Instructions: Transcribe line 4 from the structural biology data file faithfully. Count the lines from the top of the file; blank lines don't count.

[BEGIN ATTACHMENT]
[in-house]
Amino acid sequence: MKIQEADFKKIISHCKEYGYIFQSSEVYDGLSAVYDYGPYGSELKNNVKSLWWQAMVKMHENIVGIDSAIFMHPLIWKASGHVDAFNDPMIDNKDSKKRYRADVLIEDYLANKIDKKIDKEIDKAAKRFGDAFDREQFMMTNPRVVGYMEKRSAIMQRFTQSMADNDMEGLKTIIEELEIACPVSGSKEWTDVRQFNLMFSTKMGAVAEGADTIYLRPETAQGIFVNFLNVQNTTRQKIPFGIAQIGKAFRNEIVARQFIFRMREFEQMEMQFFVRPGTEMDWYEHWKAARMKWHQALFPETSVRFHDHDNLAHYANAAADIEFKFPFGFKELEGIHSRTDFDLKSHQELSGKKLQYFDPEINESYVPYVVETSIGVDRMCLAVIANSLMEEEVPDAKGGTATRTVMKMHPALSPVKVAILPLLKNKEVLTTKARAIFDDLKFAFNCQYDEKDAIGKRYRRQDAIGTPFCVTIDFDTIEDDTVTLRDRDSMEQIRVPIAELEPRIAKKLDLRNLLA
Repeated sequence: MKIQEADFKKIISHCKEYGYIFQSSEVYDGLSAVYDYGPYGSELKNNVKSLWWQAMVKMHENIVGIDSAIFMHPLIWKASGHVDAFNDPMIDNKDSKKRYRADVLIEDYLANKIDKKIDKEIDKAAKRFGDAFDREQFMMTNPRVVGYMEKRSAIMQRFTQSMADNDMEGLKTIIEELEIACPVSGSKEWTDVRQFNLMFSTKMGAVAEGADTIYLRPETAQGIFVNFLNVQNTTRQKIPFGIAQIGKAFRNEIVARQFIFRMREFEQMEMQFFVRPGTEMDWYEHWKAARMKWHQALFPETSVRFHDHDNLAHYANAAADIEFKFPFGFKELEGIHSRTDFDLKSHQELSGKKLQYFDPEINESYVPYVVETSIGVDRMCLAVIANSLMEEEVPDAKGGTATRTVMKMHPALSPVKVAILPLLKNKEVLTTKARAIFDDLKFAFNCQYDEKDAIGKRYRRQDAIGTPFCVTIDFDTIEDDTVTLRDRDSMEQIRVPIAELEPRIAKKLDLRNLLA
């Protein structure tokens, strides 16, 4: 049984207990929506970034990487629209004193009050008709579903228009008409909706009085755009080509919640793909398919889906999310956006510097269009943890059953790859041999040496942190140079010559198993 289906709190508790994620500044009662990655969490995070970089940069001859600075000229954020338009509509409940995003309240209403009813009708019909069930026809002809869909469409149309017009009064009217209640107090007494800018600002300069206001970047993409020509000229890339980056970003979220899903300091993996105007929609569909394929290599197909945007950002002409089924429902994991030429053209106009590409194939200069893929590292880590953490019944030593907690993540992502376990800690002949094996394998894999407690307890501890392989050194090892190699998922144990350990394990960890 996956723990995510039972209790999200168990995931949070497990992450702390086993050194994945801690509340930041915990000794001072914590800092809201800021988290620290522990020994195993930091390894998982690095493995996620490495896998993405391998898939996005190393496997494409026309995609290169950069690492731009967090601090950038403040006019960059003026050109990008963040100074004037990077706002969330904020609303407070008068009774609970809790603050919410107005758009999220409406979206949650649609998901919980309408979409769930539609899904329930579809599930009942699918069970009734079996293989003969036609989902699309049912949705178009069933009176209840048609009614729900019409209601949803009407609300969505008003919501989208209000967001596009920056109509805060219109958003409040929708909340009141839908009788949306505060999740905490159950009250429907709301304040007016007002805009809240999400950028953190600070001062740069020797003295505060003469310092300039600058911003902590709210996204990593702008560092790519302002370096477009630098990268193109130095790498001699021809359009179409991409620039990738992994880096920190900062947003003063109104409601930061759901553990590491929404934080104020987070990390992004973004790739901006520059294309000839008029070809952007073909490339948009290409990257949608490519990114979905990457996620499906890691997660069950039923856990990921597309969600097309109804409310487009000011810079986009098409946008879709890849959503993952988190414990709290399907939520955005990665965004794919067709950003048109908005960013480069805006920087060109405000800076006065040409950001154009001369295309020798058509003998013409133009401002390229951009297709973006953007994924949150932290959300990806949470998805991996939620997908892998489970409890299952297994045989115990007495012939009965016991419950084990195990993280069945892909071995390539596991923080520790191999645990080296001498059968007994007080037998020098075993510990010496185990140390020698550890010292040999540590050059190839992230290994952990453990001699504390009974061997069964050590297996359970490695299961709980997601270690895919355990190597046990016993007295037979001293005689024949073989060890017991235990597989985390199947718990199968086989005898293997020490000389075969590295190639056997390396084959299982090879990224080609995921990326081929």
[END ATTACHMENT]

């Protein structure tokens, strides 16, 4: 049984207990929506970034990487629209004193009050008709579903228009008409909706009085755009080509919640793909398919889906999310956006510097269009943890059953790859041999040496942190140079010559198993 289906709190508790994620500044009662990655969490995070970089940069001859600075000229954020338009509509409940995003309240209403009813009708019909069930026809002809869909469409149309017009009064009217209640107090007494800018600002300069206001970047993409020509000229890339980056970003979220899903300091993996105007929609569909394929290599197909945007950002002409089924429902994991030429053209106009590409194939200069893929590292880590953490019944030593907690993540992502376990800690002949094996394998894999407690307890501890392989050194090892190699998922144990350990394990960890 996956723990995510039972209790999200168990995931949070497990992450702390086993050194994945801690509340930041915990000794001072914590800092809201800021988290620290522990020994195993930091390894998982690095493995996620490495896998993405391998898939996005190393496997494409026309995609290169950069690492731009967090601090950038403040006019960059003026050109990008963040100074004037990077706002969330904020609303407070008068009774609970809790603050919410107005758009999220409406979206949650649609998901919980309408979409769930539609899904329930579809599930009942699918069970009734079996293989003969036609989902699309049912949705178009069933009176209840048609009614729900019409209601949803009407609300969505008003919501989208209000967001596009920056109509805060219109958003409040929708909340009141839908009788949306505060999740905490159950009250429907709301304040007016007002805009809240999400950028953190600070001062740069020797003295505060003469310092300039600058911003902590709210996204990593702008560092790519302002370096477009630098990268193109130095790498001699021809359009179409991409620039990738992994880096920190900062947003003063109104409601930061759901553990590491929404934080104020987070990390992004973004790739901006520059294309000839008029070809952007073909490339948009290409990257949608490519990114979905990457996620499906890691997660069950039923856990990921597309969600097309109804409310487009000011810079986009098409946008879709890849959503993952988190414990709290399907939520955005990665965004794919067709950003048109908005960013480069805006920087060109405000800076006065040409950001154009001369295309020798058509003998013409133009401002390229951009297709973006953007994924949150932290959300990806949470998805991996939620997908892998489970409890299952297994045989115990007495012939009965016991419950084990195990993280069945892909071995390539596991923080520790191999645990080296001498059968007994007080037998020098075993510990010496185990140390020698550890010292040999540590050059190839992230290994952990453990001699504390009974061997069964050590297996359970490695299961709980997601270690895919355990190597046990016993007295037979001293005689024949073989060890017991235990597989985390199947718990199968086989005898293997020490000389075969590295190639056997390396084959299982090879990224080609995921990326081929």